Expression and Cellular Distribution of Major Vault Protein: A Putative Marker for Pharmacoresistance in a Rat Model for Temporal Lobe Epilepsy

Authors

  • Erwin A. Van Vliet,

    1. Stichting Epilepsie Instellingen Nederland, Heemstede
    2. Swammerdam Institute for Life Sciences
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  • Eleonora Aronica,

    1. Stichting Epilepsie Instellingen Nederland, Heemstede
    2. Department of (Neuro) Pathology, Academic Medical Center, University of Amsterdam, Amsterdam, the Netherlands
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  • Sandra Redeker,

    1. Department of (Neuro) Pathology, Academic Medical Center, University of Amsterdam, Amsterdam, the Netherlands
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  • Jan A. Gorter

    1. Stichting Epilepsie Instellingen Nederland, Heemstede
    2. Swammerdam Institute for Life Sciences
    3. Department of (Neuro) Pathology, Academic Medical Center, University of Amsterdam, Amsterdam, the Netherlands
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Address correspondence and reprint requests to Dr. J.A. Gorter at Swammerdam Institute for Life Sciences, Kruislaan 320, 1098 SM Amsterdam, the Netherlands. E-mail: gorter@science.uva.nl

Abstract

Summary: Purpose: Because drug transporters might play a role in the development of multidrug resistance (MDR), we investigated the expression of a vesicular drug transporter, the major vault protein (MVP), in a rat model for temporal lobe epilepsy.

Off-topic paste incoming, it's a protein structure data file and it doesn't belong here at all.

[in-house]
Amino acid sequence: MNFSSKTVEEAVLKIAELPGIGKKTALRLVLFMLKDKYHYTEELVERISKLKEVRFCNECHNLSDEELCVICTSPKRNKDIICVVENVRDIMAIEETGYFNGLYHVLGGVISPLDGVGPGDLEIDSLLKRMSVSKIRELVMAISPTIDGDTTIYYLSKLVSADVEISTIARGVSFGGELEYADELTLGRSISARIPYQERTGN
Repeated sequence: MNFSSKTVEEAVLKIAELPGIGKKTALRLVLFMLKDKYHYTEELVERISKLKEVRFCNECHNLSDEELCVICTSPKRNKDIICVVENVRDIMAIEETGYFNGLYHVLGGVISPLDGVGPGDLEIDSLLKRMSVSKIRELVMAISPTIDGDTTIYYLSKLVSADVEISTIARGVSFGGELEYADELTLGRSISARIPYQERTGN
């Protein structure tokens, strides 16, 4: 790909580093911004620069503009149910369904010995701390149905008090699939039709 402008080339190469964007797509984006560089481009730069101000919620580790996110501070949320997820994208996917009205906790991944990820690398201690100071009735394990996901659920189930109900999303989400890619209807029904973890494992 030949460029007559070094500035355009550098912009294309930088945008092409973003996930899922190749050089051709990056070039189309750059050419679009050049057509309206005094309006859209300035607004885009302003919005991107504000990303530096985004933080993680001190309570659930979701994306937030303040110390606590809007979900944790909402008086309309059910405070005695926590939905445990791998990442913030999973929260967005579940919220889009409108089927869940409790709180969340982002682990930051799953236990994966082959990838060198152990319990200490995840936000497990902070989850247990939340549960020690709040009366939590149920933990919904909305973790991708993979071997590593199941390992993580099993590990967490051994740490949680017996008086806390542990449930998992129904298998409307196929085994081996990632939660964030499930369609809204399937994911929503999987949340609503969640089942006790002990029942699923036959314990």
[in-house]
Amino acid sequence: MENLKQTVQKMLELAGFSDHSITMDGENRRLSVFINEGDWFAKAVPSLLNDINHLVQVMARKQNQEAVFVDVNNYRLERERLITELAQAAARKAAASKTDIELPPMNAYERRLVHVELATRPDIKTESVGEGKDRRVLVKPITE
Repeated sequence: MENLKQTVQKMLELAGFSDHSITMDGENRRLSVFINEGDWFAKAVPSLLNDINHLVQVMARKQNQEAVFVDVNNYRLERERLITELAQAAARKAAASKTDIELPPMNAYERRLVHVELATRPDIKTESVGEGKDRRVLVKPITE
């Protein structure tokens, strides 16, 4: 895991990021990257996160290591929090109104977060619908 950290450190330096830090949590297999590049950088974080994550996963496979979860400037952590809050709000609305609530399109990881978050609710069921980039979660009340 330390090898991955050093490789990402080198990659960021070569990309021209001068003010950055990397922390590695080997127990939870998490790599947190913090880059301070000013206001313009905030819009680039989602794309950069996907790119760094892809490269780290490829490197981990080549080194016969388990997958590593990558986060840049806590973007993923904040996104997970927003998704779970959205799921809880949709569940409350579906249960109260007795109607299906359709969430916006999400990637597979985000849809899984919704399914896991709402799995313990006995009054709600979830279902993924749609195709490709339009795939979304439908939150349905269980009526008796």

Methods: By using real-time polymerase chain reaction (PCR) analysis and immunocytochemistry, we quantified MVP mRNA and protein from the dentate gyrus (DG) and parahippocampal cortex (PHC) taken from EEG-monitored rats at 1 week after electrically induced status epilepticus (SE) and at 5–9 months after SE, when rats exhibit spontaneous seizures.

Results: Within 1 week after SE, MVP mRNA levels increased in both DG and PHC compared with those in controls. In chronic epileptic rats, MVP mRNA was still significantly upregulated in the PHC, whereas in the DG, the expression returned to control levels. MVP protein increased within 1 day after SE in reactive microglial cells within most limbic regions; the hippocampus showed the highest expression at 1 week after SE. In chronic epileptic rats, MVP protein expression was largely decreased in most brain regions, but it was still high, especially in the piriform cortex. The occurrence of SE was a prerequisite for increased MVP expression, because no increase was found in electrically stimulated rats that did not exhibit SE.

Conclusions: MVP expression is upregulated in chronic epileptic rats and may contribute to the development of pharmacoresistance.

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